The White House just announced that President Obama will be traveling to Mexico and Costa Rica May 2-4. In Mexico he will meet with President Peña Nieto to discuss border security, trade, and immigration, among other topics. In Costa Rica he will meet with President Chinchilla and other leaders of countries part of the Central American Integration System (SICA), also to discuss trade and security.
Friday, March 8, 2013
While the death of Venezuelan President Hugo Chávez has dominated the news this week, there were a few other stories of note, which are highlighted below.
1. The Economist looks at the risk of Honduras becoming a failed state. The report concludes, "Honduras's politics has become as dysfunctional as its government and security forces." It quotes the head of Honduras's official, but independent, Human Rights Commission as saying, "The rule of law in this country has broken down."
U.S. Assistant Secretary of State for Western Hemisphere Affairs, Roberta Jacobson, this week said that police reform in Honduras must continue or "the aid that we offer will be useless."
2. A new report focuses on changes in the FARC's control in Colombia since 2002, when the last attempted round of peace talks ended. The report, by Colombian NGO Corporación Nuevo Arco Iris, discusses how loss of territorial control, desertion and the success of the government's aerial bombing campaigns have forced the guerrilla group to alter their tactics. Some interesting findings:
- In 2012, 15 aerial operations by the government resulted in the death of 200 guerrillas.
- The FARC have lost control of the center of the country and has been pushed out to the periphery.
- The government lacks a strategy against drug trafficking organizations and neo-paramilitaries such as the Urabeños and Rastrojos, which pose the greatest threat to the country's security.
3. This month marks the one-year anniversary of El Salvador's gang truce between the country’s two most violent gangs, Mara Salvatrucha (MS-13) and Barrio 18. Mother Jones and Tumblr's Storyboard project put together a photo essay on the violent conditions that continue in El Salvador.
Here is another powerful photo essay that notes, "El Salvador, a small country of six million people, is brimming with an estimated 50,000 street gang members, plus another 10,000 who are behind bars. Since the first truce took effect about a year ago, the average daily death toll from gang-related violence has gone down from 14 to five."
4. Ecuador is leading the charge to reform the Inter-American Commission of Human Rights (IACHR) of the Organization of American States. Many of the reforms aim to limit the body's power. America's Quarterly published a Q&A with José Miguel Vivanco, Americas Director of Human Rights Watch, and Gustavo Mohme, director of Peruvian newspaper La República, on the potential consequences of the reforms.
5. Today is International Women's Day. In honor, various media outlets have released reports on the high rates of femicide in Latin America. BBC Mundo published a graphic highlighting what it calls a "pandemic" in the region:
Between January 2011 and June 2012, 529 women were killed in Mexico.
Between January 1, 2012 and October 16, 2012, 512 women were killed in Guatemala.
In the first seven months of 2012, 231 women were killed in El Salvador, while in 2011, 647 were killed.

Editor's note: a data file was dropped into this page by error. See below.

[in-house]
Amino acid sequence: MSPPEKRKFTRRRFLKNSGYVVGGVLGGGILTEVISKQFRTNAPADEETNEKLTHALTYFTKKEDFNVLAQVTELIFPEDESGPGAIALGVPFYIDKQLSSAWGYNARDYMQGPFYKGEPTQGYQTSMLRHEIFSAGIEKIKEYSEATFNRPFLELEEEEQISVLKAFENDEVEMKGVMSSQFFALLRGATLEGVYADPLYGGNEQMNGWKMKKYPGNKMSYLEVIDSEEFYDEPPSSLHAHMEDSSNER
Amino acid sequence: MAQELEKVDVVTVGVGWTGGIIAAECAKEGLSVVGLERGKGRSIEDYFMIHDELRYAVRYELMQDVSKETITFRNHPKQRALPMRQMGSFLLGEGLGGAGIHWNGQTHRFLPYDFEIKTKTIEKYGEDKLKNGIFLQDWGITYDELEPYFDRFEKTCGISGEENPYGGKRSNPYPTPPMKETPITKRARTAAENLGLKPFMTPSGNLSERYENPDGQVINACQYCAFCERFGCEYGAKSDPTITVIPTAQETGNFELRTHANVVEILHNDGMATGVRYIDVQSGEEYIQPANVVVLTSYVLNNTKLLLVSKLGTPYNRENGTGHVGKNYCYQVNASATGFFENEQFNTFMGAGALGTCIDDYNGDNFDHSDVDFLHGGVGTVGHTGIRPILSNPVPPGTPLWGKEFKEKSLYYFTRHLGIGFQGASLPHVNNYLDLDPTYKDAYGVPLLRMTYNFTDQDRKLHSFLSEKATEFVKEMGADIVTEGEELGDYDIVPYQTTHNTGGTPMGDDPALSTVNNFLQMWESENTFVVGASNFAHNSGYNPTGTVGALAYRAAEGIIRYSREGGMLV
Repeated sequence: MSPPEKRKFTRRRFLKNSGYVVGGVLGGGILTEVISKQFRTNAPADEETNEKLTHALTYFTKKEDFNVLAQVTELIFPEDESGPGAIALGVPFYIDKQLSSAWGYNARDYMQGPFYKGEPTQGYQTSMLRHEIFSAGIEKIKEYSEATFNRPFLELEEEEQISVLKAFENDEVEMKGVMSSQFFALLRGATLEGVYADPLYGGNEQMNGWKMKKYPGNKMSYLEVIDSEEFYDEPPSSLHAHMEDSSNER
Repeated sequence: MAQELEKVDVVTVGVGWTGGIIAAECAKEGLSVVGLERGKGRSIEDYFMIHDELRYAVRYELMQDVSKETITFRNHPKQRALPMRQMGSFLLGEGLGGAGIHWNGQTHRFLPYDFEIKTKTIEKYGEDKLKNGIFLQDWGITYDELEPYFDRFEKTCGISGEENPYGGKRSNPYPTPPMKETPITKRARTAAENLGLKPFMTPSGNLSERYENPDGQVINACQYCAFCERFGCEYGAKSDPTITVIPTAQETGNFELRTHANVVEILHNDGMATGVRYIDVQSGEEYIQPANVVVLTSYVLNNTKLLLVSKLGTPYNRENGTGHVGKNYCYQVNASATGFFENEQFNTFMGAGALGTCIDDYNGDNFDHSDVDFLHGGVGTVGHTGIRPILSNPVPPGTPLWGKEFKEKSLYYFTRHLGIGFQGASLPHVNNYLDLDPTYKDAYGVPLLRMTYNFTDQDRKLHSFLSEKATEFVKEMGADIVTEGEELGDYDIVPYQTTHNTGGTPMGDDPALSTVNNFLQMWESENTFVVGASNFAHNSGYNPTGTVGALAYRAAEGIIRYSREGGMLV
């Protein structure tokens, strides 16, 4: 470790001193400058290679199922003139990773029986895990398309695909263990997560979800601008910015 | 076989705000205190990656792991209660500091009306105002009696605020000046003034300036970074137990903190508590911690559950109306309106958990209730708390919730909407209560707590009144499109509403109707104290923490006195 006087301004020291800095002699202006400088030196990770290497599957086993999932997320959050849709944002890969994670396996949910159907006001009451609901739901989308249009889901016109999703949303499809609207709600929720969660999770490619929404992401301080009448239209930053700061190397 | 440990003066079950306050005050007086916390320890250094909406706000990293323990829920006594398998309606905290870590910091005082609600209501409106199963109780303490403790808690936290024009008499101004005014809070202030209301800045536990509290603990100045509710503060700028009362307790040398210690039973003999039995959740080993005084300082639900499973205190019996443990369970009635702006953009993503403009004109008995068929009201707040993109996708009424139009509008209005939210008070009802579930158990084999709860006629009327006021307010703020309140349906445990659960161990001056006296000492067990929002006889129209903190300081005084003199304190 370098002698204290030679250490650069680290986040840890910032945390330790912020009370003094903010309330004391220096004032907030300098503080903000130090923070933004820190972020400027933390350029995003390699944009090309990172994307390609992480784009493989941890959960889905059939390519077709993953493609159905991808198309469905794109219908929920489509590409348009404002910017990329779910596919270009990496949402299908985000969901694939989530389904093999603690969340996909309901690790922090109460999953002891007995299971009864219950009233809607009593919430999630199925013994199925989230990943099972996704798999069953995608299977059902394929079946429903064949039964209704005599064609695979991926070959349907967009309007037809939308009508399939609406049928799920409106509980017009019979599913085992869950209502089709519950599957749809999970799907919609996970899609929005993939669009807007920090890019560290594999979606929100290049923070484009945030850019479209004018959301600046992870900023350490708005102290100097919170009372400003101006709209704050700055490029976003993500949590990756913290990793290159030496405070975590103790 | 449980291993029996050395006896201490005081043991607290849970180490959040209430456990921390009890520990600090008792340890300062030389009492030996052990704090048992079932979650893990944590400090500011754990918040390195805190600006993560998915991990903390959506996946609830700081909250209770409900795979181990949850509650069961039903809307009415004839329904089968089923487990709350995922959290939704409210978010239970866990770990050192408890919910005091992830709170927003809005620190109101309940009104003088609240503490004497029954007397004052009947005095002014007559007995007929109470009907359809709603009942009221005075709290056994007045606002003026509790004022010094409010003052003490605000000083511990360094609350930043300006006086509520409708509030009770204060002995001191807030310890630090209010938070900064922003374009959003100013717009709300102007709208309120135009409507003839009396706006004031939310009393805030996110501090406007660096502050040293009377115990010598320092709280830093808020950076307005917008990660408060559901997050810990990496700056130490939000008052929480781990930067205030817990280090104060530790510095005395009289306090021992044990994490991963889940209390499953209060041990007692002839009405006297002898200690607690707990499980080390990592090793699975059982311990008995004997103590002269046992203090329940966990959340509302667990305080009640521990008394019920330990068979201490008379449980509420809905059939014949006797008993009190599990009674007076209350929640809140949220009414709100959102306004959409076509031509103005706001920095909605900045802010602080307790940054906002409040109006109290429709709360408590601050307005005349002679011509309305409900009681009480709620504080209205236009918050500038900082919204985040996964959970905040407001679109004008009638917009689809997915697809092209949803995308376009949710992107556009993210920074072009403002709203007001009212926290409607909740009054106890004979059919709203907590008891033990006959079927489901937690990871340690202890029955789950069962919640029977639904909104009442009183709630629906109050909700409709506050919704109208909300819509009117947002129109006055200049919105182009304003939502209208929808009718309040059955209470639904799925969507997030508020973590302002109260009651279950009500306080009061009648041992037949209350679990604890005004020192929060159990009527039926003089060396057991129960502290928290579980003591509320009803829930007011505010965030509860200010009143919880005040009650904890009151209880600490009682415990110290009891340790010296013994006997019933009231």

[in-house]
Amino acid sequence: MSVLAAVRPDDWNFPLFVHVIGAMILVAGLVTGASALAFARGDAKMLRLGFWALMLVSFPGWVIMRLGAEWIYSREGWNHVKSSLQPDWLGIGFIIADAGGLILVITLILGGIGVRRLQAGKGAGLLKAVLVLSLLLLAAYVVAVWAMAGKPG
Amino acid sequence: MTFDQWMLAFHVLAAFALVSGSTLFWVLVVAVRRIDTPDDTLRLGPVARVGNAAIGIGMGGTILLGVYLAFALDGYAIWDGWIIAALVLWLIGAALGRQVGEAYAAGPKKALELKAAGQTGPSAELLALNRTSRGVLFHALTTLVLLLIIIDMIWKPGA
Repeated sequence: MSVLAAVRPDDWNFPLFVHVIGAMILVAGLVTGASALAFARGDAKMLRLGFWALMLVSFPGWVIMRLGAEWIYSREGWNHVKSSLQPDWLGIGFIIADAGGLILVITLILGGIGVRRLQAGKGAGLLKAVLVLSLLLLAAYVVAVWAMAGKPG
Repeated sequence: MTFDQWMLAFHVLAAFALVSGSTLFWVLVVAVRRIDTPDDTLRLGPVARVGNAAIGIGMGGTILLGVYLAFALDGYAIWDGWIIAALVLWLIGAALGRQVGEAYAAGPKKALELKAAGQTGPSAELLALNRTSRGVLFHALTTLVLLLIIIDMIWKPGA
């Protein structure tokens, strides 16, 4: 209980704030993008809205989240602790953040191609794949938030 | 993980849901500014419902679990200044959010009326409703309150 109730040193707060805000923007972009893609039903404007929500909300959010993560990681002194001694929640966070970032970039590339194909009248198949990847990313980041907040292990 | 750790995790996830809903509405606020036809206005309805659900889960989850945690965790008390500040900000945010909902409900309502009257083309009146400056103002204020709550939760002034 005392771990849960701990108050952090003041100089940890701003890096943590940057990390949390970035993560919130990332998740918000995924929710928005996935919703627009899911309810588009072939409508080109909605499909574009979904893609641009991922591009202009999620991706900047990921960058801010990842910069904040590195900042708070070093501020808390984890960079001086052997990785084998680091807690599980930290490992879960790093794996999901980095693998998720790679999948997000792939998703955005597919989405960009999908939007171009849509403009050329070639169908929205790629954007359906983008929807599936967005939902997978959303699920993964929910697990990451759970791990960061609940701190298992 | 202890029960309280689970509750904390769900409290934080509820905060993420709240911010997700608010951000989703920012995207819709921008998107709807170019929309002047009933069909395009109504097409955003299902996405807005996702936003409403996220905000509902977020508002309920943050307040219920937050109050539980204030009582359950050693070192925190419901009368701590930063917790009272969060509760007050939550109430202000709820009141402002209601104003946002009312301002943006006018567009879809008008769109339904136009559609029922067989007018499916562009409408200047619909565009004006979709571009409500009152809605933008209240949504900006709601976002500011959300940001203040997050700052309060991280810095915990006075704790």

An article in Bolivia's El Deber shows there were 442,056 incidences of violence against women in the country between 2007 and 2011.
Friday, March 1, 2013
The following is a round-up of some of the top news highlights from around the region this week.
The most staggering news from Mexico this week was that the government released a database of missing people. According to official numbers, 26,121 people disappeared between December 2006 and November 2012. The database's announcement follows a report put out by Human Rights Watch on February 20 documenting Mexican security forces' participation in forced disappearances.
Given the onslaught of reports on Mexico's disappeared, Steven Dudley of Insight Crime says, "the U.S. government has to question whether the country's navy, its most important ally in combating drugs, is really a trustworthy partner." Dudley likens the case to that of Colombia in which an "embattled government gets large amounts of U.S. assistance, and the very units receiving the aid are connected to systematic human rights abuses."
On the security front for Mexico, there were several other developments this week:
- Mexican newspaper Milenio reported that 922 people were killed in Mexico during the month of February. Milenio featured an interactive map that broke down the murder numbers by state. Chihuahua state had the highest, with 161 registered killings. The newspaper also revealed that 100 members of the country's security forces were killed in the first three months of President Peña Nieto's term.
- The creation of a 200-strong new police unit dedicated to combating drug dealing in Mexico City was announced this week. The unit will work with the city's Attorney General's Office to gather intelligence and search homes suspected of being involved with small-scale drug trafficking.
- The Mexican government has begun giving military training to 10,000 officers that will be part of a new federal police force that President Enrique Peña Nieto's administration will build up over the next few years, known as a gendarmerie. The Associated Press reported the forces are expected to be on the street by the end of the year.